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Imran ViraniJul 14, 20223 min read

Security Impurities: News of the Week (July 8th - 14th)

For a Good Scam, Call: The Rise of Callback Phishing Emails.  

Cybersecurity professionals are meant to be the last line of defense against malicious actors, but what happens when those actors impersonate the entities that are trying to stop them? An article published by Bleeping Computer reports on the rise of “callback” phishing emails that mimic the copy of established cybersecurity companies. This is done to convince targets to unwittingly install remote access software that can compromise their corporate networks. These callback scams are made possible through the process of ‘social engineering’ (a term used to describe the exploitation of human error in tech), where hackers request employees to reach them via phone call before talking these employees through the installation of harmful malware under the guise of strengthening their cybersecurity. The cyber firm CrowdStrike, which is one of the companies these actors have chosen to mimic, has said that these actions often lead to ransomware attacks, and have tied this threat to the Quantum ransomware gang. By pretending to be the very companies that protect against cyber threats, these bad actors have found new avenues for malicious infiltration.   


No Shoes No Security No Service: The Cybersecurity Implications of the Rogers Outage  

For many Canadians on the morning of July 8th, it felt as if the sky was falling. A nationwide Rogers outage severely limited communication capabilities across Canada, as phone and Internet services went down and services ranging from emergency call lines to payment card processing were taken offline. This event, which lasted over 12 hours, was due to a “maintenance update” according to Rogers CEO Tony Staffieri in a statement following the outage, but as a Yahoo! News article outlines, this blunder has enormous implications for Canada’s cybersecurity. Due to the large presence of Rogers in the Canadian communications industry, a company error became a national crisis, and it begs the question of if the Canadian government should be responsible for mandating a minimum level of resiliency for Rogers’s critical infrastructure if Rogers is to continue being such a larger player in Canadian telecommunications. Cybersecurity would undoubtedly be a sizable part of whatever protections the government would provide, for if a benign blunder was able to compromise Rogers nationwide for most of a day, the possibility of a malicious attack, however remote that may be, could present as a far-reaching disaster. Having a plan to deal with such an event would be critical to ensuring what occurred this past Friday was a regrettable and costly anomaly.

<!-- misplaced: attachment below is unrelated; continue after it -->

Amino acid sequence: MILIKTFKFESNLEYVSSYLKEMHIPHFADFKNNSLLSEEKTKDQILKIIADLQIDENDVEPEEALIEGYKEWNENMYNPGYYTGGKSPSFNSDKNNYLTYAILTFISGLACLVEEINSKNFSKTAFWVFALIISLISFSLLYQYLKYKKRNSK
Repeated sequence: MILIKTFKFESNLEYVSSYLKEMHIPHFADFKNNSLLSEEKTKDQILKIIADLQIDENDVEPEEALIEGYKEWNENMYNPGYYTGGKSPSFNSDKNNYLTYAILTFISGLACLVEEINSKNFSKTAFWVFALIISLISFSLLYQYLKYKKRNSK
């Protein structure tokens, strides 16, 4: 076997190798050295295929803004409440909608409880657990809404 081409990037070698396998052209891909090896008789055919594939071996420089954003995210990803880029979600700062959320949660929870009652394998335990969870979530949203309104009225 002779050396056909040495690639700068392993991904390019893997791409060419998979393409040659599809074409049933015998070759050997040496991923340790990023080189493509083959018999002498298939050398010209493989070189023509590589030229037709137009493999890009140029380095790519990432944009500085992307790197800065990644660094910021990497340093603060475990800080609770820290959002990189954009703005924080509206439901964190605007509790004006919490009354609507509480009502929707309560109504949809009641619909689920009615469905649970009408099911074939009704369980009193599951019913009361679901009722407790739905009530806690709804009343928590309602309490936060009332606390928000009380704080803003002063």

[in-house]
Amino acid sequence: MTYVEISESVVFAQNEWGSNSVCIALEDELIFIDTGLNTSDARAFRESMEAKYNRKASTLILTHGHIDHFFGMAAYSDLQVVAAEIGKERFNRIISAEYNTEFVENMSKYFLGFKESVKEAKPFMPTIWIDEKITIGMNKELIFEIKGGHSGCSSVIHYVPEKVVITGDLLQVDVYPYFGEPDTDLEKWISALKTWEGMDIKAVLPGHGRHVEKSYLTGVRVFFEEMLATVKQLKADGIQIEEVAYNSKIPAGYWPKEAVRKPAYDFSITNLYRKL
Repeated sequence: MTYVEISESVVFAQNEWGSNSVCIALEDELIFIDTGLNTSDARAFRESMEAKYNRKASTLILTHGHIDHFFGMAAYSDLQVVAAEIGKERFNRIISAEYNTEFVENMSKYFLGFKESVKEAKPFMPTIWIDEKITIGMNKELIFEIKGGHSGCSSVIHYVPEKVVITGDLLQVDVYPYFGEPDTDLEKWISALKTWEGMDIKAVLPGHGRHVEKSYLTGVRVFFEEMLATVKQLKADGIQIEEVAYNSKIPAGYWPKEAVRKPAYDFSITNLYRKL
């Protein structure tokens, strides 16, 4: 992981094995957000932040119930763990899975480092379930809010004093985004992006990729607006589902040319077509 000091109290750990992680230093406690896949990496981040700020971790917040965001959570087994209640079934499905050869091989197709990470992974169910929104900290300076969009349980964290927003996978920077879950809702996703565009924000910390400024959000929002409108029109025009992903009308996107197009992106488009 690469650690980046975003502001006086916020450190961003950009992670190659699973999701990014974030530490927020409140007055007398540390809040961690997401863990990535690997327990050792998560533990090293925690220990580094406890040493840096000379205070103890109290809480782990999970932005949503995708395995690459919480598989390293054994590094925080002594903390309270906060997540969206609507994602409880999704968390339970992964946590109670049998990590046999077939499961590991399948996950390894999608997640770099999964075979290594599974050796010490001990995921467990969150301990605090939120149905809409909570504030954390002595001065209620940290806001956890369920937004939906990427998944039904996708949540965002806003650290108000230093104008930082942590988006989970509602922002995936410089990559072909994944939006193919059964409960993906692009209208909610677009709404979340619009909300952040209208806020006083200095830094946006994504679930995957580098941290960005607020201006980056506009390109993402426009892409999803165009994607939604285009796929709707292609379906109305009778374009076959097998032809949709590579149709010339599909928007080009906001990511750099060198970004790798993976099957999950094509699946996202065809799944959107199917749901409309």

Insurance and Endurance: Problems in Critical Infrastructure with Regards to Cyber Insurance  

With the Russia-Ukrainian conflict exacerbating international concerns about international cybercrime,  mitigation of serious attacks has become almost as important as prevention. While breaches may not be seen as an inevitability, the prospect of cybersecurity insurance provides an added element of protection in the event of a serious attack. However, as detailed in a CyberScoop article, the market for cyber insurance is by no means static, and there are constant problems in figuring out how to adequately insure critical infrastructure.   

While cybersecurity insurance was initially introduced two decades ago to mitigate the costs of regulatory and legal fines that arose from cybersecurity threats, it has evolved to fit the far-reaching and complex threats that have become commonplace in the modern landscape. This changing landscape has made the predictive risk assessment necessary for any functional insurance market a murky proposition for cybersecurity. With rising cyber threats such as ransomware and a lack of accurate threat reporting by governments and private companies, cyber insurers are left unable to accurately quantify cybersecurity threats, a problem that becomes incredibly serious when attempting to assess and insure critical infrastructure.    

Cyberscoop suggests that governments may have a hand in remedying this issue. The article proposes that having the US government clearly define what constitutes critical infrastructure and formalize cybersecurity insurance standards can be vital in recognizing, evaluating, and insuring critical infrastructure. This, coupled with reports that CISA and the FIO have been pushed to work with the US Congress to create a funding mechanism as an insurance backstop for the cyber industry, has made government intervention a potential remedy to this complex problem. Whether the solution to the puzzle of cyber insurance is found in the public or private sector, standardizing evaluations and procedures will be integral for dealing with threat mitigation.